Friday, August 23, 2013

Orion Space Craft Tests


Spacey awesomeness continued from yesterday's Orion crash tests by NASA Langley's Project Splash! Just when you think it can't get any cooler, I and some other enthusiastic SpaceTweeps visited the Norfolk Naval Air Station at Sewell's Point on the Elizabeth River.

Can you say, "largest naval complex in the world"?!  Also, if you're into American history, we were near the site of the battle of the Monitor and Merrimac (CSS Virginia). We felt very honored to be allowed on base, with a knowledgeable Navy escort who took us along the 14 piers, where we spied various Destroyers, Aircraft Carriers, and Cargo Ships.

Said piers regularly support 75 ships in total, and 134 aircraft, amid the highest concentration of U.S. Navy forces. Port Services controls more than three thousand ships' movements annually as they arrive and depart their berths. You want to be on your best behavior, here.

Once situated among Navy, Marines, Lockheed-Martin personnel, local press and even Virginia Congressmen(!), we witnessed a by-the-book Stationery Recovery Test of an Orion capsule from ocean into the USS Arlington, San Antonio-class amphibious transport dock (also called landing/platform dock), designed to transport troops and helicopters by sea.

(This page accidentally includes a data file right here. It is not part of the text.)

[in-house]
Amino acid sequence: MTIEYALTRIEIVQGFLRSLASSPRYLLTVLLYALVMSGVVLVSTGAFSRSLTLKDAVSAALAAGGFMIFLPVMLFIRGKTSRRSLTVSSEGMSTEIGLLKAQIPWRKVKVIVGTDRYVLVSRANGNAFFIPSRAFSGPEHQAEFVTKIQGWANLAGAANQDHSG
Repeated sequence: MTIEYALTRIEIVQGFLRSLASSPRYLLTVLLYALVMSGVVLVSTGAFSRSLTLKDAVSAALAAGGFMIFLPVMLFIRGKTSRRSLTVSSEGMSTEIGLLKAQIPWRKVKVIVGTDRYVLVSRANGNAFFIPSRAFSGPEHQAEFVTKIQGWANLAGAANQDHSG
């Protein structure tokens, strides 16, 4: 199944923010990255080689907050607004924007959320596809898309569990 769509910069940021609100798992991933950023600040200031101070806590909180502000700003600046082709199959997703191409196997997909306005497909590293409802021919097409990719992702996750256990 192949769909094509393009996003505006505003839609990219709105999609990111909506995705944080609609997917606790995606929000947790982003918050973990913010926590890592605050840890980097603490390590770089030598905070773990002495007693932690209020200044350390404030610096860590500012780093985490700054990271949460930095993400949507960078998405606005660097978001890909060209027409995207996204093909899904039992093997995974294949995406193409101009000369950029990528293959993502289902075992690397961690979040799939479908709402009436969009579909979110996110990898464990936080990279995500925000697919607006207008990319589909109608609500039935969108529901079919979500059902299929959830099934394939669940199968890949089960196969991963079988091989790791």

This class of ship also has a wide "well deck" that can take on (up to) 14 feet of water in ballast, and quickly deballast, to capture or release water crafts... or in our case, the new class of space capsules being developed by NASA and Lockheed for the next generation of missions. We hope!

In this second video, Commander Brett Moyes, Future Plans Branch chief, U.S. Fleet Forces, narrates the guiding of tending lines to attach-points, so the capsule can be loaded into the well deck -- free of tangles, without smashing into walls, and without killing or drowning any of the Navy sailors or Navy Dive Team involved.

Some men above water, and some men below water -- all worked together to maneuver the module.  It may look slow and simple, but don't be fooled. This is a precision operation of many complex procedural checklists when you're on the water -- and when genuine capsule recoveries are performed, it will most certainly be with higher waves, higher winds, and perhaps less forgiving weather.

What a rush to see the very capsule from crash test films up close, in the ocean for the next testing phase! Next year, the U.S. Navy will team with NASA again to recover a capsule out to sea, so the word "stationery" will be dropped from the recovery test.  We're seeing mission experiments in action!

For photographs of the entire day, see the NASA Langley album in my Pillownaut Picasa galleries.  Includes snaps around LaRC, Orion sea recovery, plus older pictures of Orion mockup crafts at the final Space Shuttle launch (STS-135) and the Space Vehicle Mockup Facility (SVMF) in Houston, Texas.